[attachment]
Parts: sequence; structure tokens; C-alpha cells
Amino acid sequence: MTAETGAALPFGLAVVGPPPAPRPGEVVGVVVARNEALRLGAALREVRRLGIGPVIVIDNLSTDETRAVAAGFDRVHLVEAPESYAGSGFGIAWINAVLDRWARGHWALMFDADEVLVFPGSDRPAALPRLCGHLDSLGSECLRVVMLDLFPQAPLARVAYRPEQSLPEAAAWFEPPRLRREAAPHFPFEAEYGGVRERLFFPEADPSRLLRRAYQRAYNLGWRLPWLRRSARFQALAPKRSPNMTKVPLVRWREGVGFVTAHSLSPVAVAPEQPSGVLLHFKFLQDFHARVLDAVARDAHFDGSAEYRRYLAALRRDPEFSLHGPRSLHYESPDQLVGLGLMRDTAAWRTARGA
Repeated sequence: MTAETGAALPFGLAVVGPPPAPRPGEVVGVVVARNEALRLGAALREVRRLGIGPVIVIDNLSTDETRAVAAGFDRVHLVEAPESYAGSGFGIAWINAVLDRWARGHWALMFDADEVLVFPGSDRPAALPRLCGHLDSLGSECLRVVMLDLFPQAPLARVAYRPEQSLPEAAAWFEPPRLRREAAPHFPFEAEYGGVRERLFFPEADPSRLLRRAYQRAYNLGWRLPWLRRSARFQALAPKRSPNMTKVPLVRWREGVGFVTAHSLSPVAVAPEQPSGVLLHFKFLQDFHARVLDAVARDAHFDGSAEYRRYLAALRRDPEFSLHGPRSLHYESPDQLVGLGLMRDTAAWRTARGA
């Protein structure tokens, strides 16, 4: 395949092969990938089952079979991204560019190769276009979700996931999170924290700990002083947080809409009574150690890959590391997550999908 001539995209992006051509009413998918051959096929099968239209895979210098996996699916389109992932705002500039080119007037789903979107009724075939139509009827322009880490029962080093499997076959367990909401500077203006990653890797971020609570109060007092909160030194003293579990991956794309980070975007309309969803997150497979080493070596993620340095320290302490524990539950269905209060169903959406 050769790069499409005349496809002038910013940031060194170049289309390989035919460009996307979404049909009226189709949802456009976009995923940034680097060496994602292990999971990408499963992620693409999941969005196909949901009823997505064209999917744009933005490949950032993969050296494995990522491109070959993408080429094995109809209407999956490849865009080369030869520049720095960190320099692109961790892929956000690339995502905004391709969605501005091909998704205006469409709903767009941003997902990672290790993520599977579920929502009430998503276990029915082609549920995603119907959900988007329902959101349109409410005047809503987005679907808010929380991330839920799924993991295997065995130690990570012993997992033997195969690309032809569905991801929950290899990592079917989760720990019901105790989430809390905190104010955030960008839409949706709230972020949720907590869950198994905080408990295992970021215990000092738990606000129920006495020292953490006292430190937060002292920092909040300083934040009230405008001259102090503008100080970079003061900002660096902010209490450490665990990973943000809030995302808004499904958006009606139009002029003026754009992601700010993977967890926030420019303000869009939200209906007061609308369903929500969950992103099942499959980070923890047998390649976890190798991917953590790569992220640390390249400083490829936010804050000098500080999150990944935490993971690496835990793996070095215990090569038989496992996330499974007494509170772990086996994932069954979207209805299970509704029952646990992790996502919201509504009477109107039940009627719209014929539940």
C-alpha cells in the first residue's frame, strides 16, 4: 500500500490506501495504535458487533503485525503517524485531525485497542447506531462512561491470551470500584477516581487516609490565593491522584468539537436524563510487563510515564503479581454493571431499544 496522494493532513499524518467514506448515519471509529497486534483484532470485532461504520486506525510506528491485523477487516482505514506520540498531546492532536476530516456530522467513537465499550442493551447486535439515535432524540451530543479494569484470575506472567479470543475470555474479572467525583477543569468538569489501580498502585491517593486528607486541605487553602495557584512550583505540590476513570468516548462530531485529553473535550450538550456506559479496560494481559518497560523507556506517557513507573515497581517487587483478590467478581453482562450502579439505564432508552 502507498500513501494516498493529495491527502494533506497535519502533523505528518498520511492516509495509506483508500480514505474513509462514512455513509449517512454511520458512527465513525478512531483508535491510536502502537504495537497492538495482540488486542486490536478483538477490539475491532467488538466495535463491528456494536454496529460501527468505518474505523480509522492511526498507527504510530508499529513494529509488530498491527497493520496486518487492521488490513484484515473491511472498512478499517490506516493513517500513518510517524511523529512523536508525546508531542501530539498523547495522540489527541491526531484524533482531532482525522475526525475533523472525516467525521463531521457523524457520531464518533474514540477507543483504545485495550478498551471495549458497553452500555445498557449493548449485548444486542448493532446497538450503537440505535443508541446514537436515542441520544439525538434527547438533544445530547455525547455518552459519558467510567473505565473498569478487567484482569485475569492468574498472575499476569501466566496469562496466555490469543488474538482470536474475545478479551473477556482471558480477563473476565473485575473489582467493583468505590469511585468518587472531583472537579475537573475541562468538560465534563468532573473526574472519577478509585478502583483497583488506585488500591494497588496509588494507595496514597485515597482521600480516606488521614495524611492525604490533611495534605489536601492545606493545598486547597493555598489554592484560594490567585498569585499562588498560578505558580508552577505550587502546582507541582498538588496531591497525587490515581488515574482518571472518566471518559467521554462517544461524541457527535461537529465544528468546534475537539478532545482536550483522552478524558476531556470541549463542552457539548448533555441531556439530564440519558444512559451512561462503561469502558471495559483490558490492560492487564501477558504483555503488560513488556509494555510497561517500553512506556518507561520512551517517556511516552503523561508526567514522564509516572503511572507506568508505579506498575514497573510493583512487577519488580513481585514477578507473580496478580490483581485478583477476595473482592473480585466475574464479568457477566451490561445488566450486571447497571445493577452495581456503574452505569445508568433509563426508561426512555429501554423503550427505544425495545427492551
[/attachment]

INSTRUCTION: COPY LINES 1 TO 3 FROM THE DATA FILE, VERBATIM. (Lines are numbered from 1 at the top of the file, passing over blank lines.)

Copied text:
Parts: sequence; structure tokens; C-alpha cells
Amino acid sequence: MTAETGAALPFGLAVVGPPPAPRPGEVVGVVVARNEALRLGAALREVRRLGIGPVIVIDNLSTDETRAVAAGFDRVHLVEAPESYAGSGFGIAWINAVLDRWARGHWALMFDADEVLVFPGSDRPAALPRLCGHLDSLGSECLRVVMLDLFPQAPLARVAYRPEQSLPEAAAWFEPPRLRREAAPHFPFEAEYGGVRERLFFPEADPSRLLRRAYQRAYNLGWRLPWLRRSARFQALAPKRSPNMTKVPLVRWREGVGFVTAHSLSPVAVAPEQPSGVLLHFKFLQDFHARVLDAVARDAHFDGSAEYRRYLAALRRDPEFSLHGPRSLHYESPDQLVGLGLMRDTAAWRTARGA
Repeated sequence: MTAETGAALPFGLAVVGPPPAPRPGEVVGVVVARNEALRLGAALREVRRLGIGPVIVIDNLSTDETRAVAAGFDRVHLVEAPESYAGSGFGIAWINAVLDRWARGHWALMFDADEVLVFPGSDRPAALPRLCGHLDSLGSECLRVVMLDLFPQAPLARVAYRPEQSLPEAAAWFEPPRLRREAAPHFPFEAEYGGVRERLFFPEADPSRLLRRAYQRAYNLGWRLPWLRRSARFQALAPKRSPNMTKVPLVRWREGVGFVTAHSLSPVAVAPEQPSGVLLHFKFLQDFHARVLDAVARDAHFDGSAEYRRYLAALRRDPEFSLHGPRSLHYESPDQLVGLGLMRDTAAWRTARGA